MasterChef Christine Ha's Recap: An Egg-cellent Twist
Bri and Gordon Ramsay
In this episode of MasterChef, the remaining six contestants won't be cooking. Judging from my Season 3 experiences, I don't take this as a good sign. Sure enough, past Season 4 contestants return to battle their way back into the MasterChef kitchen. During my season, eight previously eliminated cooks returned, each handpicking an ingredient for their collective mystery box. This time, however, the judges have pre-selected which contestants would have a chance at re-earning a spot back in the competition. This means there are only three cooks who return: Gordon picks Bri, Joe picks Lynn, and Graham picks Bime. They are given 15 minutes to cook as many perfect sunny-side up eggs as humanly possible. While frying an egg is easy, getting it perfect is not. (I myself love sunny-side up eggs and even included a recipe in my New York Times best-selling cookbook, Recipes from My Home Kitchen.)
The strategy in this challenge is speed and consistency. If the kitchen stations are the same as last season's, this means the four burners are all different sizes and, thus, heat levels. The cooks get to use two stations, which equals eight burner tops. I would break my first egg into a skillet over olive oil and start it cold on the smallest burner. Then I'd move on to the second smallest burner, and so on. Once I have eight eggs cooking, the first egg should be near done — just break up the whites so they cook evenly and then slide it onto a plate. Then get the ninth egg on the heat. This should be done repeatedly while keeping an eye on all eight skillets. Of course, for me, I would have to listen for any crackling, and indication that the egg will likely blister.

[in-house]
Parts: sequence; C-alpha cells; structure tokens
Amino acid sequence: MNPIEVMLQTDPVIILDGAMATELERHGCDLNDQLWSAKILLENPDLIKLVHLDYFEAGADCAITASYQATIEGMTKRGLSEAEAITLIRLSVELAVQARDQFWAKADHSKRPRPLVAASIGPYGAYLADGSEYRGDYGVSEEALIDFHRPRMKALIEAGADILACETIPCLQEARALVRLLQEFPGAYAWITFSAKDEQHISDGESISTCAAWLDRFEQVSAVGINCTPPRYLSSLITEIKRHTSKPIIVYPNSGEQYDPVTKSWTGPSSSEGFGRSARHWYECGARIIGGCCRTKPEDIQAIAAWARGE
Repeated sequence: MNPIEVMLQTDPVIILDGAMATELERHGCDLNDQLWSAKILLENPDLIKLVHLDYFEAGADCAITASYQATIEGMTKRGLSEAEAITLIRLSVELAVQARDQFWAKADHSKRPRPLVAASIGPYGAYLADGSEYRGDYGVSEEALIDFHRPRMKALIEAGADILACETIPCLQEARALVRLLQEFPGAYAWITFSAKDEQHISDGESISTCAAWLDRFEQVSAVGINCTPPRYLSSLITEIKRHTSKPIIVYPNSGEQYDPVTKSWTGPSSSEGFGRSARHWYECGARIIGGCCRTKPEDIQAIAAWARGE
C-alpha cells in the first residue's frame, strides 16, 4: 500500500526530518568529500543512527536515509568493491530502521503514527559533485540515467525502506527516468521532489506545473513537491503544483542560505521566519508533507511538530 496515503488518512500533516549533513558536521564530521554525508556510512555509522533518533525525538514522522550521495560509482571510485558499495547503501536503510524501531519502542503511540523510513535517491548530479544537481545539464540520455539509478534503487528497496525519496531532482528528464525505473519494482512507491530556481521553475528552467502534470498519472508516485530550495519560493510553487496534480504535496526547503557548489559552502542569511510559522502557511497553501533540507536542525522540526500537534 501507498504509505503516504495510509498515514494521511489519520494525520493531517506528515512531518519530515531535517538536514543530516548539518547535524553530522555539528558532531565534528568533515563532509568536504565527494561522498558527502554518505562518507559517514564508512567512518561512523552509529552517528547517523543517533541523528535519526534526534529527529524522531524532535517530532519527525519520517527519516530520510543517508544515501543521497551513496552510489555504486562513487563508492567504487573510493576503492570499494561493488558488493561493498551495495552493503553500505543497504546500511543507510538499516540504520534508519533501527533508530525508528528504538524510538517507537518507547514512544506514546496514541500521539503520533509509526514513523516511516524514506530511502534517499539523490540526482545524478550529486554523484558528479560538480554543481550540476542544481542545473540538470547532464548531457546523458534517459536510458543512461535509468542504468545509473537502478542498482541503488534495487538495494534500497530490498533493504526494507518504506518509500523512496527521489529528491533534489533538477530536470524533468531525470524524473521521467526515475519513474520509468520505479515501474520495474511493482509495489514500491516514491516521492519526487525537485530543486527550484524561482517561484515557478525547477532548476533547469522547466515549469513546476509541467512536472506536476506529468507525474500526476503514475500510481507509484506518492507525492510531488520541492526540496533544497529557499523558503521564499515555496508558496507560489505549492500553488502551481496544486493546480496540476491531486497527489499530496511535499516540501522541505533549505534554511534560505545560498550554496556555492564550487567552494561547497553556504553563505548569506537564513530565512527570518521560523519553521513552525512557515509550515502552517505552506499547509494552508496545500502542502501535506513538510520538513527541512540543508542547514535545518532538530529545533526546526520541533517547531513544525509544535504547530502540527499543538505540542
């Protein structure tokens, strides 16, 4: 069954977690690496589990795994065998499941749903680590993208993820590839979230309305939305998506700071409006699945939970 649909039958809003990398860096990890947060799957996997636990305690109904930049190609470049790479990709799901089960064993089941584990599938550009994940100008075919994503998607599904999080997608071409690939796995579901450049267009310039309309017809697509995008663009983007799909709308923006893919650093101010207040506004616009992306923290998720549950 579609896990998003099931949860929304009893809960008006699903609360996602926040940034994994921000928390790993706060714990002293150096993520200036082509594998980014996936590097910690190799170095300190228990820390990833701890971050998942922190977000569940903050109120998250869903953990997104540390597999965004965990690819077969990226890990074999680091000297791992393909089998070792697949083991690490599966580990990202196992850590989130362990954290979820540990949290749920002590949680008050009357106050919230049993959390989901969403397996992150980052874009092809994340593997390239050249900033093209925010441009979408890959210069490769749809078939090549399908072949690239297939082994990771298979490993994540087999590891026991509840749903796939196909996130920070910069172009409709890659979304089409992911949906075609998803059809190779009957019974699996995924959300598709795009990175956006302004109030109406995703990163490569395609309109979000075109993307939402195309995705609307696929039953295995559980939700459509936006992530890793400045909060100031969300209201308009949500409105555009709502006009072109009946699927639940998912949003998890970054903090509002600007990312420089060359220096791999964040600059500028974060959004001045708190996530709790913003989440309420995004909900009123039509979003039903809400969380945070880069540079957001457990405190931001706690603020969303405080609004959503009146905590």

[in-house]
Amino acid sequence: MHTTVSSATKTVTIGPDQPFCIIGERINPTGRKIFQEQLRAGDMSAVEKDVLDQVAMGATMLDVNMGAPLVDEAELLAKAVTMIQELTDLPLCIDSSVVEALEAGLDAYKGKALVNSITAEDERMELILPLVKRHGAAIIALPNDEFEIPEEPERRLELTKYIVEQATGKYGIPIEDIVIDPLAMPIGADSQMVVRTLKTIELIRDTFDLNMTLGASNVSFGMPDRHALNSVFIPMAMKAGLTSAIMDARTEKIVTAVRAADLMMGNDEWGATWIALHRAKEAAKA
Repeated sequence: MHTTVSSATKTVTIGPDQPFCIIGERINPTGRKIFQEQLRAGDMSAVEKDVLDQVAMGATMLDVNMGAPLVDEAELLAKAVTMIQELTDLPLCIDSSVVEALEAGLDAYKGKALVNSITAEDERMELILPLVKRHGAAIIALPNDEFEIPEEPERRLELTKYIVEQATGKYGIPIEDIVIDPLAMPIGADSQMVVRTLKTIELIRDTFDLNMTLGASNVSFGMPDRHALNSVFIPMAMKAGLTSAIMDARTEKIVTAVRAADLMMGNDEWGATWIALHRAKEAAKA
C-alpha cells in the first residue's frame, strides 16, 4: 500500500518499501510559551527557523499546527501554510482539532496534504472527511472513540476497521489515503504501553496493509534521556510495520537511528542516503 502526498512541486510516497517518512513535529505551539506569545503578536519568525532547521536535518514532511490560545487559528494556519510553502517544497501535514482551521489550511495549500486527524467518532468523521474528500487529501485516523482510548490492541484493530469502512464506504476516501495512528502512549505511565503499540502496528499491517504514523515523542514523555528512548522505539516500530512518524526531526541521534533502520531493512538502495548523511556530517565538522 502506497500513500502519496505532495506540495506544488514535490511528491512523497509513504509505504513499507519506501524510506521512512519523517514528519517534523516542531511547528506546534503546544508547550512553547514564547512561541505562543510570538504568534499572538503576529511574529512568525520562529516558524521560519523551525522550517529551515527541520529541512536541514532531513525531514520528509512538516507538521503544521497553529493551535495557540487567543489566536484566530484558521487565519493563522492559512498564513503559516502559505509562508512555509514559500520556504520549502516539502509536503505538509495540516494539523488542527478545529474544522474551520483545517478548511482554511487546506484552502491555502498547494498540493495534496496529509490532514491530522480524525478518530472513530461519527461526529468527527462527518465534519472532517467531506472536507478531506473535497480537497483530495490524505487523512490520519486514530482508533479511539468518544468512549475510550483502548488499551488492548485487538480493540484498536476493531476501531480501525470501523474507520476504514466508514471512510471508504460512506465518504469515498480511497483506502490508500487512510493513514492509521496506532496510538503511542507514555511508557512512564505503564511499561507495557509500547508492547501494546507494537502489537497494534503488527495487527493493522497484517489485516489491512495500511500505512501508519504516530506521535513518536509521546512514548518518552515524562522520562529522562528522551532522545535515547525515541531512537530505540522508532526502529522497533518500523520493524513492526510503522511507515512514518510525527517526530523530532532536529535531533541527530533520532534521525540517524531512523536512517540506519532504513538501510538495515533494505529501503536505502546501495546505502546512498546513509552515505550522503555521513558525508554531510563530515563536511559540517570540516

In the end, Bri and Bime have the most perfectly cooked sunny-side up eggs, and Lynn has to make his exit from the MasterChef kitchen a second time. What a bummer. I was really rooting for Lynn — he's undoubtedly a strong cook, as made evident by his competitors' response when he re-entered the kitchen. (Jordan had let out a mouthful of curses.)
And so it's Bri versus Bime in a head-to-head culinary battle that will determine who's turning the top six back into top seven. The remaining six cooks and Joe Bastianich will vote after a blind taste test. And the dish? Pan-seared salmon, potatoes, asparagus, and a hollandaise. Bri and Bime each get a beautiful Alaskan wild salmon, which they have to filet. (Bri, you will never be able to escape those animal eyes!)
If you can recall my salmon mishap during Season 3, you would know this challenge is my personal nightmare. I prefer my salmon raw (see the poke recipe in my cookbook). Regardless, I'm never one to back down from a challenge. And so this is what I'd do: first, break down the salmon and get two beautiful fillets. (It's all about knife technique -- make sure your knife is sharp. Use a long, controlled, slicing motion.) Cut those filets into eight pieces. Then get started on the potatoes — I'd slice them thinly; season with olive oil, salt, pepper, and rosemary; and get them roasting in the oven where they can cook without my having to closely monitor Next, I'd prep the asparagus and get those in the oven as well. Lastly, I'd make the hollandaise and pan-sear the salmon. I'd select the best seven out of the eight salmon pieces and plate.
The remaining six cooks get to judge (it's nice to be on the other side, isn't it!?), and the votes are incredibly close. But Bri wins four to three — she's back in the game.
What do you think of second chances? Does Bri deserve to be back at MasterChef?
Don't forget to watch an all-new episode of MasterChef next Wednesday at 9/8c on FOX. Who will be one of the top five home cooks in America? Visit www.FOX.com/MasterChef for all details.